The two major events over the last couple of months have been the credit crunch and the US presidential election. We take a mathematical view of both of these, muse over the surprising effectiveness of maths when it comes to describing the world we live in, and scrutinise some mathematical philosophy. Plus the usual mix of news, reviews and podcasts.
If you are a regular Plus reader who enjoys the weird and wonderful world of mathematics, then you may be interested in helping Plus secure its future. We are launching a campaign to raise the funds we need for the continued development and production of Plus beyond 2009.
As you may know, Plus receives no statutory funding and is entirely supported by donations and grants. Our activities are made possible by the generosity of organisations and individuals committed to the future of mathematics education and to improving the public understanding of mathematics. However, our current core funding is due to end in March 2009, and we are therefore actively
seeking further funds to sustain the future of Plus.
Please consider making a donation to Plus via our parent organisation, the Millennium Mathematics Project, based at the University of Cambridge. Your money will go towards the salary costs of our editorial staff (who write articles and news items, edit contributions by external authors, and produce podcasts), and our technical staff who maintain the
website. Your contribution, no matter how big or small, will enable us to keep Plus as it is: interesting, intelligent, fun, and — very importantly — free of charge for all our readers.
There are three ways to give to Plus:
Online: You can donate by credit card online via the University of Cambridge Development Office's secure site. Giving in this way means, if you wish, your donation can benefit from Gift Aid, making your gift worth even more to us at no extra cost to you. Please choose the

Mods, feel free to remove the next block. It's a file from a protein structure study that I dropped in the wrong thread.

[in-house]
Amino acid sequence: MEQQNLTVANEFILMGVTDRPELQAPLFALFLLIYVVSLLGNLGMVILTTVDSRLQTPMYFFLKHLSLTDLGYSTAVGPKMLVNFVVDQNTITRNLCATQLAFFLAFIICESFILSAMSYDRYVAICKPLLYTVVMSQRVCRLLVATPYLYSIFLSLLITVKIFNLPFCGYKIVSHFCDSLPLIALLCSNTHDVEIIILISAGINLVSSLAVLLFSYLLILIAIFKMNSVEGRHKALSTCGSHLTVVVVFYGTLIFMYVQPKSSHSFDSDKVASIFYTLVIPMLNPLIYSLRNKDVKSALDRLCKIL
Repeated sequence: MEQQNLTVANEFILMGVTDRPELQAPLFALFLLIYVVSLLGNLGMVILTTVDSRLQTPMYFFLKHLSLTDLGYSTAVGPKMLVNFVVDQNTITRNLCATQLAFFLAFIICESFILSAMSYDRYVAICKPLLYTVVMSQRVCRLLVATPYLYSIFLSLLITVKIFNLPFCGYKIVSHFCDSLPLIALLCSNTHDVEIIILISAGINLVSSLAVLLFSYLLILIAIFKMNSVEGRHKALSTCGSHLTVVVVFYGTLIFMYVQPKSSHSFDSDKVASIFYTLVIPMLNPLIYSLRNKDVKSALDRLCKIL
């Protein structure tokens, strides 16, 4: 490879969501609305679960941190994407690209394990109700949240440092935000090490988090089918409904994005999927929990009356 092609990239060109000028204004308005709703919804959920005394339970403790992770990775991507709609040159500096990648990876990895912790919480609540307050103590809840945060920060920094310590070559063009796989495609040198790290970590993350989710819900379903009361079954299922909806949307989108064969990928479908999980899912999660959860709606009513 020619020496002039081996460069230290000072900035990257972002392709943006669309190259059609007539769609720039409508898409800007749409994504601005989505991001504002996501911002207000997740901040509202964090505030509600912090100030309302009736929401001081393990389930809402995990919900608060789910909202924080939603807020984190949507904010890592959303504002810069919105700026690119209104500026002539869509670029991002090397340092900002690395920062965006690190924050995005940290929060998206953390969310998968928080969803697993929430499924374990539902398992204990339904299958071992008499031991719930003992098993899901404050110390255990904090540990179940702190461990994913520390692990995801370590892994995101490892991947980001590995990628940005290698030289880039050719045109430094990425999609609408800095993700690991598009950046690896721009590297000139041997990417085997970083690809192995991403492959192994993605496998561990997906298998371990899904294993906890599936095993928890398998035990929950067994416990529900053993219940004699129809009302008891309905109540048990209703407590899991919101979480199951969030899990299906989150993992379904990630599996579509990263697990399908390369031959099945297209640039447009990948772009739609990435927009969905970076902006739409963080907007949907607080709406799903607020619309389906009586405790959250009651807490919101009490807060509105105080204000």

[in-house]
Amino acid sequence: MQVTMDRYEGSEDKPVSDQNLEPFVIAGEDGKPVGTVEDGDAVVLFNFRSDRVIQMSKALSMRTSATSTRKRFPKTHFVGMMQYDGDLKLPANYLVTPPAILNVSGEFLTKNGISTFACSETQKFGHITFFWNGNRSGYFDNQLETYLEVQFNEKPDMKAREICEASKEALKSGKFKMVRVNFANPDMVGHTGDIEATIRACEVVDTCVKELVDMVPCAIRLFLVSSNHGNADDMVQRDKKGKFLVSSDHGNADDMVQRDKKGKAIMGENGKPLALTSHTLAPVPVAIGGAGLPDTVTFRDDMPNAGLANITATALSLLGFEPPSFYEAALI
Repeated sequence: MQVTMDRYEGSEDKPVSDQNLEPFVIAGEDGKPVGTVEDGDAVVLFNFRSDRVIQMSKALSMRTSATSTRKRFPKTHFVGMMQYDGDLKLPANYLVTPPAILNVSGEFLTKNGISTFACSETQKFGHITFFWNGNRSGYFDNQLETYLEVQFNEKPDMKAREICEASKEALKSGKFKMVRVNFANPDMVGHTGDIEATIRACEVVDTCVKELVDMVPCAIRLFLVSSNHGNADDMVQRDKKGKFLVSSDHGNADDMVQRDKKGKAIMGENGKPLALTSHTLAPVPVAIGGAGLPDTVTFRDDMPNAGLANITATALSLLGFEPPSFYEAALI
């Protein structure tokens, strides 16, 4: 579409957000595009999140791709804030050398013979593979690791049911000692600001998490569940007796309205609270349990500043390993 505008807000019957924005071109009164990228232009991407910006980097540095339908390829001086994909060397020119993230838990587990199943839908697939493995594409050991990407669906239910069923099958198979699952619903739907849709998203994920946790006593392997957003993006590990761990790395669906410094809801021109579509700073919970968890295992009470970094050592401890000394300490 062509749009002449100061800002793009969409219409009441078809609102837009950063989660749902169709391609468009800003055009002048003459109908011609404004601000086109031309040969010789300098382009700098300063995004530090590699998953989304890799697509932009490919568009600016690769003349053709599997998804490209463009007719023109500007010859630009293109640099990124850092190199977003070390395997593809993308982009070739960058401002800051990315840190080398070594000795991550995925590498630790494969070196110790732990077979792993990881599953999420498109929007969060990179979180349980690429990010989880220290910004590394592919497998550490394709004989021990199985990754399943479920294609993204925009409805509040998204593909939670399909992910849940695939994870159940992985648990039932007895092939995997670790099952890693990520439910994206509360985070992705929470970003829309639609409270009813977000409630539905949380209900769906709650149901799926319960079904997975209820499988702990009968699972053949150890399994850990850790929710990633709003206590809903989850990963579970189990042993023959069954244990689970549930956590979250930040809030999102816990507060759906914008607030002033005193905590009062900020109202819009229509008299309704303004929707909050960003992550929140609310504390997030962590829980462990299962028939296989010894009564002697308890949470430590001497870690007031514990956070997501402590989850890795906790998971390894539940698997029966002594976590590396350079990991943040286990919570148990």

option to support the Millennium Mathematics Project.
By cheque: You can send a cheque made payable to The Cambridge Foundation together with a completed donation form to:
University of Cambridge Development Office
Cambridge CB5 8AB
Giving via the Cambridge Foundation means that if you wish your donation can benefit from Gift Aid.
Cambridge in America: If you are a US taxpayer you may prefer to donate via Cambridge in America. You can give online or by check using the Cambridge in America gift form. Please state when making your gift that you would like your donation to support the Millennium Mathematics Project and particularly Plus.
The recent news of the great Indian batsman Sachin Tendulkar surpassing West Indian Brian Lara's record number of test runs has given maths-loving cricket geeks another opportunity to pull out their calculators and Excel spreadsheets. Marc West is openly one of these nuts and did just that.
What do the human brain, the Internet and climate change have in common? They're all hugely complex, and while they're very different, the tools used to grapple with this complexity are likely to be similar. We visited the Cambridge complex systems consortium, dedicated to building an over-arching science of complexity, and talked to neuroscientist Ed Bullmore, mathematician Frank Kelly
and climate scientist Hans Graf about their take on complexity. Listen to the podcast of the interviews.
Tonight sees a rare astronomical event: the Moon, Venus and Jupiter can all be seen close to each other in the same region of the night sky. In fact, Venus just passed behind the Moon! Over the next few nights, clouds permitting, you'll be able to see them slowly moving apart — get out your telescopes and look out for bright objects near the Moon!
Astronomers using NASA's Hubble Space Telescope have taken the first visible-light snapshot of a planet orbiting another star. Estimated to be no more than three times Jupiter's mass, the planet, called Fomalhaut b, orbits the bright southern star Fomalhaut, located 25 light-years away in the constellation Piscis Australis, or the "Southern Fish." An immense debris disc about
21.5 billion miles across surrounds the star. Fomalhaut b is orbiting 1.8 billion miles inside the disc's sharp inner edge, and is 1 billion times fainter than the star.
In a separate development, Canadian scientists have used ground-based telescopes in Hawaii and Chile to take infrared images of three giant planets they believe are orbiting a star about 130 light-years away in the Pegasus constellation.
These are not the first examples of exoplanets — planets orbiting stars outside our own solar system — but Formalhaut b is the first that can actually be observed in visible light wavelengths. All others have been detected indirectly, for example through the wobble their gravitational pull induces on their star.